Tuesday, May 14

Late Lenten Trays

I'm going with "better late than never" on this one.  I took these photos in lent, but they never made it to this space.  I had so many plans for our lent together this year, but they met with resistance, so it was a fine, though unremarkable lent.  The one project that was finished (though not used as much as I thought it would be) was to make some seasonal trays for Rowan to use while Jonah did his skill work during lent.  I found these little trays at hobby lobby and am thinking some chalk paint will make them something special one of these days, but for now, they are unfinished wood trays lined with seasonal scrapbook paper.  If you changed the colors, these trays could work for the season of Easter too.   
Word Building: I made this set last year and we used it in our godly play room at church for a work option.  Laminated watercolor paper with purple-painted wooden letters, they are simple and perfect for mister three, who is lately showing interest in letters and sounds.  I bought unpainted wooden letters for a couple dollars at a craft store in St. Andrews and traced them on the paper before drawing and water coloring the objects.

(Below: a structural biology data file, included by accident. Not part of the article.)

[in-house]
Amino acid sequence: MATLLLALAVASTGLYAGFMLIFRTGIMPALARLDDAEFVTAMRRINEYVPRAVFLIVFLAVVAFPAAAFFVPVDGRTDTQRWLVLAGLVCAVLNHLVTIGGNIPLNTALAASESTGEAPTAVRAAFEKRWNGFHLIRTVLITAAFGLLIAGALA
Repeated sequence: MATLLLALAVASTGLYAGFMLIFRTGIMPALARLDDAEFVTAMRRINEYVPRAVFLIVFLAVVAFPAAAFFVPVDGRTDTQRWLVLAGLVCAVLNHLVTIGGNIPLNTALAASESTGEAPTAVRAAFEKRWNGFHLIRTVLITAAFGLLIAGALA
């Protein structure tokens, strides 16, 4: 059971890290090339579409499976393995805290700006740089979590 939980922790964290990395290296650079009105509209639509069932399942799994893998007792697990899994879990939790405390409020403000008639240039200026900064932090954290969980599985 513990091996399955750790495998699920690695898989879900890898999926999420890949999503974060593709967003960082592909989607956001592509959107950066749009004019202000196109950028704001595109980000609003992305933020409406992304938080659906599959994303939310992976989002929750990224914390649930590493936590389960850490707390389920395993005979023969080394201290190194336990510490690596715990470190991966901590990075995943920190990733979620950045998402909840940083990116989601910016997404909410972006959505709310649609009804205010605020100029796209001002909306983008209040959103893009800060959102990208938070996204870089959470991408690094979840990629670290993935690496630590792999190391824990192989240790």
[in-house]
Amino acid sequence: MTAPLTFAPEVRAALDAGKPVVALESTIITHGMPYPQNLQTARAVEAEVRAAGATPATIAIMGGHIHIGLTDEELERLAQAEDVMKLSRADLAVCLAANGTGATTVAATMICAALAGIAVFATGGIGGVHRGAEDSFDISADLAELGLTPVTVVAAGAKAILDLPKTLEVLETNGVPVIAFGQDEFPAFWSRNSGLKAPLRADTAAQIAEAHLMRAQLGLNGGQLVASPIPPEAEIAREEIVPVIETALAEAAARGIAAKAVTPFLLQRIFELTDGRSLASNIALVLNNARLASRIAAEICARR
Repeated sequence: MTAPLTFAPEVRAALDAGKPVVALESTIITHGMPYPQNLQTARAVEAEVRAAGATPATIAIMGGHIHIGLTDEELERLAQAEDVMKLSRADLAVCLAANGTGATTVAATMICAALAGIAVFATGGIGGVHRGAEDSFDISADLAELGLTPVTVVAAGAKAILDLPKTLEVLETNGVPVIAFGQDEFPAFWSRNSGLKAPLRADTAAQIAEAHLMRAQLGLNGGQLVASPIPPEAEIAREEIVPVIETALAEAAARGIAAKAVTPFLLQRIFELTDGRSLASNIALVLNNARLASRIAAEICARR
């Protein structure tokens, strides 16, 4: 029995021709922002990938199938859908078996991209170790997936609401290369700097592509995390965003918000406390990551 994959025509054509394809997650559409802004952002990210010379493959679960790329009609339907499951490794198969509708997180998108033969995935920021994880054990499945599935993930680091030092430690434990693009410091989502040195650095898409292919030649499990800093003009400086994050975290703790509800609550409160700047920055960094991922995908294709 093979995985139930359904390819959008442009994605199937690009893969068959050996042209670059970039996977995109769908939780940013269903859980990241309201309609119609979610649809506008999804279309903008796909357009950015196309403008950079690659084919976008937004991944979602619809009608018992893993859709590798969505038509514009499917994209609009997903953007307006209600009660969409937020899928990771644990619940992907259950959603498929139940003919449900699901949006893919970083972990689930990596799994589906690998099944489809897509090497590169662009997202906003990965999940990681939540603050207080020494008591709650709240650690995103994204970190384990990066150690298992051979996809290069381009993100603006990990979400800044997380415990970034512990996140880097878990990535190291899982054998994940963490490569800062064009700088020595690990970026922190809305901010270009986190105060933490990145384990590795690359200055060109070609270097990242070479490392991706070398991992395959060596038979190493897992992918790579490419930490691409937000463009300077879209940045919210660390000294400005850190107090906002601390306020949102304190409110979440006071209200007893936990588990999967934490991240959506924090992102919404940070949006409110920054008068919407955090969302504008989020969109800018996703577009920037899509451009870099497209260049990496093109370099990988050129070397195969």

Beading: Beads on pipe cleaners is a real favorite around here right now.  They are fun to string and then connect into long, long necklaces.
A Sensory Bag: I made the sack from the same fabric as our palm sunday underlay.  It is basically a drawstring bag, but instead of a string I used elastic at the top so an arm can slip in, but you can't see what is inside.  The idea is to don a blindfold mask and then reach in the bag and find an object.  I filled it with a lego, an egg, wooden bunny, small cross, piece of train track, and a wooden peg doll.  I would love to make a card with pictures of the different objects (maybe next year), but it works to have Mum say an object too.

I made these little blindfold masks a couple months ago and have been doing a few different sensory exercises with the boys.  They are fun exercises and are stemming from some research in helping the early cognitive child.  They help with motor and sensory skills that sometime are skipped when a child focuses on reading and other cognitive development earlier than most.  And mostly, I love that sensory games are always eagerly met because they are fun and different.

And, now I'm off to pack these little trays  before I go to bed; slow and steady we prepare for the move!

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